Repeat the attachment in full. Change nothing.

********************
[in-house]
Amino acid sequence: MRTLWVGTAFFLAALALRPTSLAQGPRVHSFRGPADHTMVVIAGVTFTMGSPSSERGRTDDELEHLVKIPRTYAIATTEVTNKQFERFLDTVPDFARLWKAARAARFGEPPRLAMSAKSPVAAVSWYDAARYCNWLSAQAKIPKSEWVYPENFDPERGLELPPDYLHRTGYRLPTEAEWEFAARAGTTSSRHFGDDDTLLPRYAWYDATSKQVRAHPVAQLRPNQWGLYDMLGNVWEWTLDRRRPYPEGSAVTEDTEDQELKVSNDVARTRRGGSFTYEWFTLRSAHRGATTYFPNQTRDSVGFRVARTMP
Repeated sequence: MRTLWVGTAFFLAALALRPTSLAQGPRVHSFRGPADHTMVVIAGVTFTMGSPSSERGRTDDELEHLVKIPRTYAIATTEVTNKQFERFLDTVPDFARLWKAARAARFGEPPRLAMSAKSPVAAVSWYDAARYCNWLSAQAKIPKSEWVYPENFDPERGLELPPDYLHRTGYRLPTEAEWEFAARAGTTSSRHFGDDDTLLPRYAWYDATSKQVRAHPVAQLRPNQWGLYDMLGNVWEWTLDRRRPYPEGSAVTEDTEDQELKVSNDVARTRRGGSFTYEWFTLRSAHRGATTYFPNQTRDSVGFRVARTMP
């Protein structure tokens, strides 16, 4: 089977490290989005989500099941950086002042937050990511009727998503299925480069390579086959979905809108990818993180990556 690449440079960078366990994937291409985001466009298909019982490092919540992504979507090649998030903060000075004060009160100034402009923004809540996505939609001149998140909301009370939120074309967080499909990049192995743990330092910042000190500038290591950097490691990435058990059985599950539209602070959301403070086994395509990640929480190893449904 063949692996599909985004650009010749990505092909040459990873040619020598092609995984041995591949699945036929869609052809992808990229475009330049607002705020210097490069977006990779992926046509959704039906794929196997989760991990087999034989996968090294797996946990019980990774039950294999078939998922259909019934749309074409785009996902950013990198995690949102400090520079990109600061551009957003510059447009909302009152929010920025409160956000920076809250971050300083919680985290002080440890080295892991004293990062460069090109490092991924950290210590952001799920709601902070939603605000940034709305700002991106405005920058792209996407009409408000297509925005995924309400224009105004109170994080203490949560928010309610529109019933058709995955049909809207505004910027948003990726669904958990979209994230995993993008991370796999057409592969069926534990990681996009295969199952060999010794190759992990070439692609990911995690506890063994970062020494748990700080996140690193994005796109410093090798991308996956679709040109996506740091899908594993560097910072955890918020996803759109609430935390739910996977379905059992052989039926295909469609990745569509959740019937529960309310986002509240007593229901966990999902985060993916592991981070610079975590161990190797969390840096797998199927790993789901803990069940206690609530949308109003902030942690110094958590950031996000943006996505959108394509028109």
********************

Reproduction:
[in-house]
Amino acid sequence: MRTLWVGTAFFLAALALRPTSLAQGPRVHSFRGPADHTMVVIAGVTFTMGSPSSERGRTDDELEHLVKIPRTYAIATTEVTNKQFERFLDTVPDFARLWKAARAARFGEPPRLAMSAKSPVAAVSWYDAARYCNWLSAQAKIPKSEWVYPENFDPERGLELPPDYLHRTGYRLPTEAEWEFAARAGTTSSRHFGDDDTLLPRYAWYDATSKQVRAHPVAQLRPNQWGLYDMLGNVWEWTLDRRRPYPEGSAVTEDTEDQELKVSNDVARTRRGGSFTYEWFTLRSAHRGATTYFPNQTRDSVGFRVARTMP
Repeated sequence: MRTLWVGTAFFLAALALRPTSLAQGPRVHSFRGPADHTMVVIAGVTFTMGSPSSERGRTDDELEHLVKIPRTYAIATTEVTNKQFERFLDTVPDFARLWKAARAARFGEPPRLAMSAKSPVAAVSWYDAARYCNWLSAQAKIPKSEWVYPENFDPERGLELPPDYLHRTGYRLPTEAEWEFAARAGTTSSRHFGDDDTLLPRYAWYDATSKQVRAHPVAQLRPNQWGLYDMLGNVWEWTLDRRRPYPEGSAVTEDTEDQELKVSNDVARTRRGGSFTYEWFTLRSAHRGATTYFPNQTRDSVGFRVARTMP
């Protein structure tokens, strides 16, 4: 089977490290989005989500099941950086002042937050990511009727998503299925480069390579086959979905809108990818993180990556 690449440079960078366990994937291409985001466009298909019982490092919540992504979507090649998030903060000075004060009160100034402009923004809540996505939609001149998140909301009370939120074309967080499909990049192995743990330092910042000190500038290591950097490691990435058990059985599950539209602070959301403070086994395509990640929480190893449904 063949692996599909985004650009010749990505092909040459990873040619020598092609995984041995591949699945036929869609052809992808990229475009330049607002705020210097490069977006990779992926046509959704039906794929196997989760991990087999034989996968090294797996946990019980990774039950294999078939998922259909019934749309074409785009996902950013990198995690949102400090520079990109600061551009957003510059447009909302009152929010920025409160956000920076809250971050300083919680985290002080440890080295892991004293990062460069090109490092991924950290210590952001799920709601902070939603605000940034709305700002991106405005920058792209996407009409408000297509925005995924309400224009105004109170994080203490949560928010309610529109019933058709995955049909809207505004910027948003990726669904958990979209994230995993993008991370796999057409592969069926534990990681996009295969199952060999010794190759992990070439692609990911995690506890063994970062020494748990700080996140690193994005796109410093090798991308996956679709040109996506740091899908594993560097910072955890918020996803759109609430935390739910996977379905059992052989039926295909469609990745569509959740019937529960309310986002509240007593229901966990999902985060993916592991981070610079975590161990190797969390840096797998199927790993789901803990069940206690609530949308109003902030942690110094958590950031996000943006996505959108394509028109």